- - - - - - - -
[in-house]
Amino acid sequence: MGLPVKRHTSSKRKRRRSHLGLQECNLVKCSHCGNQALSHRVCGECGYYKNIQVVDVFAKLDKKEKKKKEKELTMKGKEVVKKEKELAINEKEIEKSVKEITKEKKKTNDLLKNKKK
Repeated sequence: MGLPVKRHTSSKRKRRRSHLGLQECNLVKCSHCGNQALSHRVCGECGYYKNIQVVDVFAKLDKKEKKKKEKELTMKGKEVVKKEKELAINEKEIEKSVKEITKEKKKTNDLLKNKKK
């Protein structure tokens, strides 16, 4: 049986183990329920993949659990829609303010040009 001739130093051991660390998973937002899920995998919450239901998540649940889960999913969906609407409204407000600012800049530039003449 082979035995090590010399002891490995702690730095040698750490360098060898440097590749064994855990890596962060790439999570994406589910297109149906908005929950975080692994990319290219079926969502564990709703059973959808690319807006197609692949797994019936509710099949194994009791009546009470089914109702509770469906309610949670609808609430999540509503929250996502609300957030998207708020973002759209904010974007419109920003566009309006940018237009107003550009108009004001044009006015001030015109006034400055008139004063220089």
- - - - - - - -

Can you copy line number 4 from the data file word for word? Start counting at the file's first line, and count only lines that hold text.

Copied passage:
């Protein structure tokens, strides 16, 4: 049986183990329920993949659990829609303010040009 001739130093051991660390998973937002899920995998919450239901998540649940889960999913969906609407409204407000600012800049530039003449 082979035995090590010399002891490995702690730095040698750490360098060898440097590749064994855990890596962060790439999570994406589910297109149906908005929950975080692994990319290219079926969502564990709703059973959808690319807006197609692949797994019936509710099949194994009791009546009470089914109702509770469906309610949670609808609430999540509503929250996502609300957030998207708020973002759209904010974007419109920003566009309006940018237009107003550009108009004001044009006015001030015109006034400055008139004063220089």